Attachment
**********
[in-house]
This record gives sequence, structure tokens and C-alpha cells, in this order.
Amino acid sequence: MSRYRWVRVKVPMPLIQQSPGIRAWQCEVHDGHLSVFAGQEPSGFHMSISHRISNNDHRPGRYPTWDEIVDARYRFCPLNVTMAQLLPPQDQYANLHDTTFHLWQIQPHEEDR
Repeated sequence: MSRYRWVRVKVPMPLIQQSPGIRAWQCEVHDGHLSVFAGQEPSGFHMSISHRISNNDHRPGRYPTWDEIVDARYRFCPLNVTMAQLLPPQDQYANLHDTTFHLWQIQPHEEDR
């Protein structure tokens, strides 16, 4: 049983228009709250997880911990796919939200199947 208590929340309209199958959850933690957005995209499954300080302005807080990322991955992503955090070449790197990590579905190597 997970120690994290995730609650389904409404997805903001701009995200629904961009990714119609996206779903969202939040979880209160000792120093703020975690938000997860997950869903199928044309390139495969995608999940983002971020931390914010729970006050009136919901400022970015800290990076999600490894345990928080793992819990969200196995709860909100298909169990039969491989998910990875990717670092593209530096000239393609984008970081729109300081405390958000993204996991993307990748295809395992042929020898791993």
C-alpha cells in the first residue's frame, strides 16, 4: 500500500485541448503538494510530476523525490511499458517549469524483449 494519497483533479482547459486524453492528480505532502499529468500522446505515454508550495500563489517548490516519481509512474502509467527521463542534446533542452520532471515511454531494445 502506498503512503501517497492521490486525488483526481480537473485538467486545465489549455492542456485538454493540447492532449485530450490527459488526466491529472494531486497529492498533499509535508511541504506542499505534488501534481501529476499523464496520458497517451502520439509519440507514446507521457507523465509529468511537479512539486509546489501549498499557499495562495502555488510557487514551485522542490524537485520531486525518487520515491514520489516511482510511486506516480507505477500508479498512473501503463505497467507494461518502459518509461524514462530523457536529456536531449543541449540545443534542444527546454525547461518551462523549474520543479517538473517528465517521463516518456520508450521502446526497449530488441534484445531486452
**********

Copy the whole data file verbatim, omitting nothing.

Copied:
[in-house]
This record gives sequence, structure tokens and C-alpha cells, in this order.
Amino acid sequence: MSRYRWVRVKVPMPLIQQSPGIRAWQCEVHDGHLSVFAGQEPSGFHMSISHRISNNDHRPGRYPTWDEIVDARYRFCPLNVTMAQLLPPQDQYANLHDTTFHLWQIQPHEEDR
Repeated sequence: MSRYRWVRVKVPMPLIQQSPGIRAWQCEVHDGHLSVFAGQEPSGFHMSISHRISNNDHRPGRYPTWDEIVDARYRFCPLNVTMAQLLPPQDQYANLHDTTFHLWQIQPHEEDR
């Protein structure tokens, strides 16, 4: 049983228009709250997880911990796919939200199947 208590929340309209199958959850933690957005995209499954300080302005807080990322991955992503955090070449790197990590579905190597 997970120690994290995730609650389904409404997805903001701009995200629904961009990714119609996206779903969202939040979880209160000792120093703020975690938000997860997950869903199928044309390139495969995608999940983002971020931390914010729970006050009136919901400022970015800290990076999600490894345990928080793992819990969200196995709860909100298909169990039969491989998910990875990717670092593209530096000239393609984008970081729109300081405390958000993204996991993307990748295809395992042929020898791993």
C-alpha cells in the first residue's frame, strides 16, 4: 500500500485541448503538494510530476523525490511499458517549469524483449 494519497483533479482547459486524453492528480505532502499529468500522446505515454508550495500563489517548490516519481509512474502509467527521463542534446533542452520532471515511454531494445 502506498503512503501517497492521490486525488483526481480537473485538467486545465489549455492542456485538454493540447492532449485530450490527459488526466491529472494531486497529492498533499509535508511541504506542499505534488501534481501529476499523464496520458497517451502520439509519440507514446507521457507523465509529468511537479512539486509546489501549498499557499495562495502555488510557487514551485522542490524537485520531486525518487520515491514520489516511482510511486506516480507505477500508479498512473501503463505497467507494461518502459518509461524514462530523457536529456536531449543541449540545443534542444527546454525547461518551462523549474520543479517538473517528465517521463516518456520508450521502446526497449530488441534484445531486452